Council Renews Public Health Network Grant

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During Fiscal Year 2010, the PHN administered 3,000 H1N1 vaccinations at more than 20 clinics in the region, 12 of them in Derry, accord- ing to Simonsen. “The infrastructure, sup-

The Public Health

Network (PHN) coordinates and facilitates activities in the region to plan for public health emergences, partici- pates in local health assess- ments to better understand how community health impacts emergency planning and response, and does a vari- ety of other tasks.

plies, plans and personnel that were available were a tangible result of the work funded by the PHN grants,” Simonsen told the council. The council agreed with Simonsen that the grant was beneficial to the town and voted 7-0 to renew the Public Health Network grant for $70,000 for each of the next two years.

mended MRI. “They are a New Hampshire firm, know New Hampshire municipalities well and the New England region well, and should be extensively networked with potential candidates in the area,” he said.

Another selling point to

Budreau was MRI’s offer to guarantee its work, which only three of the responding firms did. This means if a town administrator is hired but quits or is fired before 18 months, MRI would conduct a new search for only the cost of expenses.

Councilor Kevin Coyle

asked Budreau at the April 6 council meeting why he so quickly eliminated the LGC. Budreau responded that it is helpful when a company comes in and paints the pic- ture of the perfect candidate. Coyle asked if Budreau had

asked the LGC if it were will- ing to create such a profile and Budreau said he had not. He added that he did not consider LGC to be as qualified as MRI or others because most of its staff are in human resources, while the other companies have staff who have worked in town adminis- tration. Coyle said the extra $5,000 to include a profile of a potential candidate was a lot of money and was something the council could do with Budreau. He noted Bennet Yarger had created a profile and the council could use that as a springboard.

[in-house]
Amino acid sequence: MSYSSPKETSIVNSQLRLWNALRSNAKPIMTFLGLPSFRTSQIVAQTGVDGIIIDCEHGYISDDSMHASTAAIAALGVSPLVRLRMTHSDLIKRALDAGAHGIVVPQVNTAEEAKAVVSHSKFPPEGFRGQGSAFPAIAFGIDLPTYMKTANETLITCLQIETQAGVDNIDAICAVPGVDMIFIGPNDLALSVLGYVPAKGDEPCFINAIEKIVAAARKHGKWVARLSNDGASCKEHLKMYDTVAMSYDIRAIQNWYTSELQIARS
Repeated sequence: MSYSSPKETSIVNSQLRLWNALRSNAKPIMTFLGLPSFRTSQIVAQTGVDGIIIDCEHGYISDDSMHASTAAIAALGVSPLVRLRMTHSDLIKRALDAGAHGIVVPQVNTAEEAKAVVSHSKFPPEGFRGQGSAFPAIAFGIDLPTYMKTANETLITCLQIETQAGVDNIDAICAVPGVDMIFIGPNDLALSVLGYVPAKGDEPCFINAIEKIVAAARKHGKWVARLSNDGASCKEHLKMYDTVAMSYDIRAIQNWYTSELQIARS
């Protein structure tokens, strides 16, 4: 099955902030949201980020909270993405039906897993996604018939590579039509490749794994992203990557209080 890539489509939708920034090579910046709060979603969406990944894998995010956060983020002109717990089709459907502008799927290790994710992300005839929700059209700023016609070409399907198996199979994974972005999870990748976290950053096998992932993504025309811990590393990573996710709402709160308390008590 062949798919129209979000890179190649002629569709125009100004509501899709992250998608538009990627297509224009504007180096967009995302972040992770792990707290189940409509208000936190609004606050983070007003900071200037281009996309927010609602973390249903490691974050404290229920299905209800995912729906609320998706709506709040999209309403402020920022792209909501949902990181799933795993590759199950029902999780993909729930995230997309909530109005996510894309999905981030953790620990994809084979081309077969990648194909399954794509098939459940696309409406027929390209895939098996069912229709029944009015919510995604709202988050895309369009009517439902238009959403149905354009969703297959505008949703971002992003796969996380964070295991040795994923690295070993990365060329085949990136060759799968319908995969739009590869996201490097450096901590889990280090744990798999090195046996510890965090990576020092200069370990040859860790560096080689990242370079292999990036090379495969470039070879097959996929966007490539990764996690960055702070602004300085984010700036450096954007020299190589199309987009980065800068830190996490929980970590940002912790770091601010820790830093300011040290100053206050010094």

Councilor Joel Olbricht said it could be difficult for the councilors to create such a profile because they are so close to the situation, and pre- ferred someone impartial. Coyle also wanted to make sure the search wasn’t

limited to New Hampshire. Chair Brad Benson agreed, saying he wanted the search to cover all of New England. Councilor Janet Fairbanks

asked about Fire Chief George Klauber’s connection with MRI. Budreau said the chief has worked as an inde- pendent contractor with the company, with his last project ending in 2009.

“I’m ready to get to work in hiring a new town adminis- trator,” Olibricht said. “Let’s get into this process and get it done.”

Councilor David Milz agreed and said he trusted the expertise of Budreau and did- n’t need to interview the firms, as Coyle had suggest- ed.

The Council voted 5-1-1,

with Coyle dissenting and Fairbanks abstaining, to hire MRI to conduct the search for a new town administrator.